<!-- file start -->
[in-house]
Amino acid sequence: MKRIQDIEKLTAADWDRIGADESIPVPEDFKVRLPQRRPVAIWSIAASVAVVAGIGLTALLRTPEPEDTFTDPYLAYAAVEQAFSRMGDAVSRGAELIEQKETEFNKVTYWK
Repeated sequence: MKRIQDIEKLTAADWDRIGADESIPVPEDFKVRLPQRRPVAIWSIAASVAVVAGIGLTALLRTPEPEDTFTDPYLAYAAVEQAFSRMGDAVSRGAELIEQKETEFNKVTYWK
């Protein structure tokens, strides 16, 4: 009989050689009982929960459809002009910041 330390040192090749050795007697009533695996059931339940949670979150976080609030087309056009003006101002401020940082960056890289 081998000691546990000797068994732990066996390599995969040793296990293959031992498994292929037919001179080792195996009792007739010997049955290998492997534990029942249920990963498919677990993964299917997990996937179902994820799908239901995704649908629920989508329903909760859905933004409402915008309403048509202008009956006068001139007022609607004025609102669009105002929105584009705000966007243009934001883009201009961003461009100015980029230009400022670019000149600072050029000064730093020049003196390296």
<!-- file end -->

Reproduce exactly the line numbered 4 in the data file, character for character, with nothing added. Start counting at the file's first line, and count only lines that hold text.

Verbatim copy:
């Protein structure tokens, strides 16, 4: 009989050689009982929960459809002009910041 330390040192090749050795007697009533695996059931339940949670979150976080609030087309056009003006101002401020940082960056890289 081998000691546990000797068994732990066996390599995969040793296990293959031992498994292929037919001179080792195996009792007739010997049955290998492997534990029942249920990963498919677990993964299917997990996937179902994820799908239901995704649908629920989508329903909760859905933004409402915008309403048509202008009956006068001139007022609607004025609102669009105002929105584009705000966007243009934001883009201009961003461009100015980029230009400022670019000149600072050029000064730093020049003196390296």